Choosing the Best Auto Headlight and What Does Halogen, HID, Xenon and LED Bulb Means?

Do you know that the world’s first electric headlamp was invented by the Electric Vehicle Company based in best led headlights Connecticut, United States and was powered by an electric car in the year 1898? Since then, there have been significant improvements on the type of headlights as well as its functionality.

If you happen to drive in the night and see a pair of blurry yellow colored headlights approaching from the opposite direction of the road then you have mostly likely encounter an old classic. Such headlights employ a century old tungsten filament technology that is less commonly used by today’s auto manufacturers.
If you see an incoming bright blue/white headlamp, chances are it comes from a luxury Mercedes or BMW cruising past you at lightning speed. Such vehicles are factory fitted with HID or High Intensity Discharge lamps or better known as Xenon lights. Xenon headlamps are known to burn brighter than conventional headlamps given the same voltage/wattage consumption and therefore its popularity.
It is obvious that the bright blue/white light gives the driver better visibility while on the road and headlamp manufacturers have been quick to acknowledge the growing demand for such headlights. Many motorists have converted their headlamps by switching to xenon bulbs that can be self-installed easily. There are many brands and makes available in the market today simply by browsing through the internet.
Before you decide to switch, check your existing headlamps first. If your car is fitted with the original headlamps, the first thing you have to figure out is whether it is using separate bulbs for the dip beam and the high beam. There are also cars that use a single bulb for both the dip and high beam. A single bulb that can perform dip and high beam function has two filaments inside the bulb. When you switch on your headlamp, the dip beam filament will always remain lit and continues to remain lit even after the high beam is switched on. Headlamps that utilize a single bulb with two filaments are easily recognized when you take it out because it has a 3-pin connection.
On the other hand, a headlamp that uses separate high beam bulb has a single pin connection while its low beam counterpart has a two-pin connection.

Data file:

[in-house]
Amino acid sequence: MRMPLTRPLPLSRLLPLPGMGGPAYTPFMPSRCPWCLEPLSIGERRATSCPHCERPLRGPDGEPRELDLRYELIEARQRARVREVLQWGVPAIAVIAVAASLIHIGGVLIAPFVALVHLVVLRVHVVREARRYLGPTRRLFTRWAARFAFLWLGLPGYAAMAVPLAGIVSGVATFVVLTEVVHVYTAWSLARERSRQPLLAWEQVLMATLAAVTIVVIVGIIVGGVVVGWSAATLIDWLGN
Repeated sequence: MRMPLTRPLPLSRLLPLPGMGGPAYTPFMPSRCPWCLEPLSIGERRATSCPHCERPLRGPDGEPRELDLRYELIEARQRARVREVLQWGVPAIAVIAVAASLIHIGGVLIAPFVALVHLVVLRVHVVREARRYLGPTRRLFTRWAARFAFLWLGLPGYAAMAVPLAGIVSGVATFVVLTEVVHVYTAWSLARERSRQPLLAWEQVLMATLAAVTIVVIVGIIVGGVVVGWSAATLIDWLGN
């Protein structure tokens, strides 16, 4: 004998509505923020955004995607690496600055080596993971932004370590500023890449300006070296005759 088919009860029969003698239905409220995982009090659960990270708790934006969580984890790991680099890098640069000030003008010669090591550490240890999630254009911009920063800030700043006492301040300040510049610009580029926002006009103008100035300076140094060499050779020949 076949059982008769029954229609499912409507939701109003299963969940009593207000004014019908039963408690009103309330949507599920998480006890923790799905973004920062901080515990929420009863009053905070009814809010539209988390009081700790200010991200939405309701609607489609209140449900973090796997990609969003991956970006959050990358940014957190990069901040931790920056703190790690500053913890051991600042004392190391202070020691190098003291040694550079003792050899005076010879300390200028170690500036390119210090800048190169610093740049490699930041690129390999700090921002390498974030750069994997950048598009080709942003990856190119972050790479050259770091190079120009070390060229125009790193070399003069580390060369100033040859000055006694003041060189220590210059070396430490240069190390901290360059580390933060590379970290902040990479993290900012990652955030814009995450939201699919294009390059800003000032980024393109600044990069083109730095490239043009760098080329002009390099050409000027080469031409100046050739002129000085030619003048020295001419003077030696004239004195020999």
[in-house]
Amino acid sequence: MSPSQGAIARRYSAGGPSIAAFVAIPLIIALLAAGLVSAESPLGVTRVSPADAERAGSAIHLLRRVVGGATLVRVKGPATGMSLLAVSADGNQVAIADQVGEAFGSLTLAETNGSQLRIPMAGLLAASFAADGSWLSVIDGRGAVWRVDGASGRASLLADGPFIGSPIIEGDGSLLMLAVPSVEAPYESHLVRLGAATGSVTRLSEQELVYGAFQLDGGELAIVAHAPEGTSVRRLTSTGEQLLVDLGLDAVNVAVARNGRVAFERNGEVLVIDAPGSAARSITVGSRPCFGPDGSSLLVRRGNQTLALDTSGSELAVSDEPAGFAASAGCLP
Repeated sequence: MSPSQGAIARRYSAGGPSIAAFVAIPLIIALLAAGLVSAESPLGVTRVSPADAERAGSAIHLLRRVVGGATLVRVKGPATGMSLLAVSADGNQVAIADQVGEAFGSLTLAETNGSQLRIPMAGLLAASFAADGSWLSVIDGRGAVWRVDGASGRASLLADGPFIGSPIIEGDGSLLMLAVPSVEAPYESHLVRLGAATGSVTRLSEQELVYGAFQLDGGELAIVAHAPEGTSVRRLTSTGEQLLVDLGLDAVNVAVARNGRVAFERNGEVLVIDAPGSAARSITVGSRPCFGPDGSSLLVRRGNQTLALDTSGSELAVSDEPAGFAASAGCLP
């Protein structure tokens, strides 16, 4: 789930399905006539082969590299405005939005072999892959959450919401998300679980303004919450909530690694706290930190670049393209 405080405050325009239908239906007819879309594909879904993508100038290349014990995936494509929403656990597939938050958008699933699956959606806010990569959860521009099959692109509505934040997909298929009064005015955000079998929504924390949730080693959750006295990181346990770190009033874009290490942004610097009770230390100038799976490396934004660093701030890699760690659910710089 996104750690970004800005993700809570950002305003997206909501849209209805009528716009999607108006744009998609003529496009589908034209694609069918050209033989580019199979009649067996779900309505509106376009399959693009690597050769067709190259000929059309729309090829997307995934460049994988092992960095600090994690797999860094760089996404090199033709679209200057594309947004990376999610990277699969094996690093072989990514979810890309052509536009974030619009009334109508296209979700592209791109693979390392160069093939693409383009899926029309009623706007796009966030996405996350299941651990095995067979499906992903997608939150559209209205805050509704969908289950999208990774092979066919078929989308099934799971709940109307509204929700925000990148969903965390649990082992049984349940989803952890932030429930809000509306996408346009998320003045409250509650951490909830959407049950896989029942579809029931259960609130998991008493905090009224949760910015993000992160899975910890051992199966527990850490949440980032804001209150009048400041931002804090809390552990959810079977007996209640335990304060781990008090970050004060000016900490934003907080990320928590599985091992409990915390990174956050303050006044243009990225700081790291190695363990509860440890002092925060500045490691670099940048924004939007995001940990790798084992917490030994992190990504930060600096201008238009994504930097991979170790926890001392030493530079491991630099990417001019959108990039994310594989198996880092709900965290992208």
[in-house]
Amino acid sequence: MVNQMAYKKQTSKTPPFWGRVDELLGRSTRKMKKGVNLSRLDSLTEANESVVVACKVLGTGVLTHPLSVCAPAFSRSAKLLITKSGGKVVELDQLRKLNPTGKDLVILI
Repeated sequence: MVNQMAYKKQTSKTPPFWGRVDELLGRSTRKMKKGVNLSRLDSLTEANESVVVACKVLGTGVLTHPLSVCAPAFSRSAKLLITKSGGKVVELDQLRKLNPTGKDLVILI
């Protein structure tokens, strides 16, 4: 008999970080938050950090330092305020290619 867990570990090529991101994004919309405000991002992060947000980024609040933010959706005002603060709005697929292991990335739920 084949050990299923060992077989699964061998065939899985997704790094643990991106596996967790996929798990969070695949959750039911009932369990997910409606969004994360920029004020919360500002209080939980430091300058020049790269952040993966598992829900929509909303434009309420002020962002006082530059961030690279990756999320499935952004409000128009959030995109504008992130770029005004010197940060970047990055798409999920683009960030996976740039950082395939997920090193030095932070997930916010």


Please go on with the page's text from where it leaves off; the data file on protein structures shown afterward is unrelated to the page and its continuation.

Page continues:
Next, check the original manufacturer specification because there are other bulb manufacturers that do not conform to the above pin connection specification. However, you will find that almost 90% of auto bulb manufacturer conforms to the above pin specification.
Prior to the popularity of HID, many autos have switched from the traditional tungsten bulbs to Halogen. Although the functionality remains the same, Halogen gives off white light using thinner filament. The advantage of thinner filament is that it gives off brighter light. With thinner filament however, it tend to burns out easily and to overcome this problem, manufacturers have been able to increase its lifespan by incorporating halogen gas inside the filament, thus the name halogen bulb.
The continuous development in headlights technology has always focused on brighter and longer lasting bulbs that use the least amount of energy. The brightest bulb is not always the most useful because it produces glare that can temporarily blind drivers approaching form opposite direction of the road. Popularity of HID bulbs was due to its brightness and attractive blue/white lights produced. It is said to burn 3 times brighter and 10 times the lifespan of a Halogen bulb. However, be sure to fork out more for HID bulbs if you intend on investing in such headlights.
The latest headlamp technology is focusing on LED bulbs or Light Emitting Diodes. The advantage of LED over other existing bulbs is the much superior lifespan and durability. Its small size affords headlamp designers greater flexibility. It is well documented that many of the LED’s produced in the 1970s and 1980s are still in operation today. The use of LED for tail lamps, brake lights and interior lighting has been quite common but limited for front headlight due to high cost factor of producing it to match natural daylight color.

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